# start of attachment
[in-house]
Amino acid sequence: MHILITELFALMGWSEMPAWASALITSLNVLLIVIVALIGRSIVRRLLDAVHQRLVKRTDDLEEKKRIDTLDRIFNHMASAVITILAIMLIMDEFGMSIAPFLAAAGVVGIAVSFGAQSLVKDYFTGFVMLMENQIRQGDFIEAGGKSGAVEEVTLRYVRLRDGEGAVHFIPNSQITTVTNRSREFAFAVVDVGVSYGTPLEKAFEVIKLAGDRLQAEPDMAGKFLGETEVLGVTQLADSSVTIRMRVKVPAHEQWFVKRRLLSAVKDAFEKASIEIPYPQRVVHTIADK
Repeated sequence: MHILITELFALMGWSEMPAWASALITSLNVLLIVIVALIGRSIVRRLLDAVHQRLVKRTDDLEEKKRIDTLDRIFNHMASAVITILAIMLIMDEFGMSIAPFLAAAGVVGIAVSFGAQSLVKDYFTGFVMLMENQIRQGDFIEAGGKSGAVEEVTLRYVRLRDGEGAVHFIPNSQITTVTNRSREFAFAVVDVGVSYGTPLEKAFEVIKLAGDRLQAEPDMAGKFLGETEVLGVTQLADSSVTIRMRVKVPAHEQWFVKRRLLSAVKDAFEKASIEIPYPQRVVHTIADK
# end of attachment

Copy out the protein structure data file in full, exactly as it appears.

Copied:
[in-house]
Amino acid sequence: MHILITELFALMGWSEMPAWASALITSLNVLLIVIVALIGRSIVRRLLDAVHQRLVKRTDDLEEKKRIDTLDRIFNHMASAVITILAIMLIMDEFGMSIAPFLAAAGVVGIAVSFGAQSLVKDYFTGFVMLMENQIRQGDFIEAGGKSGAVEEVTLRYVRLRDGEGAVHFIPNSQITTVTNRSREFAFAVVDVGVSYGTPLEKAFEVIKLAGDRLQAEPDMAGKFLGETEVLGVTQLADSSVTIRMRVKVPAHEQWFVKRRLLSAVKDAFEKASIEIPYPQRVVHTIADK
Repeated sequence: MHILITELFALMGWSEMPAWASALITSLNVLLIVIVALIGRSIVRRLLDAVHQRLVKRTDDLEEKKRIDTLDRIFNHMASAVITILAIMLIMDEFGMSIAPFLAAAGVVGIAVSFGAQSLVKDYFTGFVMLMENQIRQGDFIEAGGKSGAVEEVTLRYVRLRDGEGAVHFIPNSQITTVTNRSREFAFAVVDVGVSYGTPLEKAFEVIKLAGDRLQAEPDMAGKFLGETEVLGVTQLADSSVTIRMRVKVPAHEQWFVKRRLLSAVKDAFEKASIEIPYPQRVVHTIADK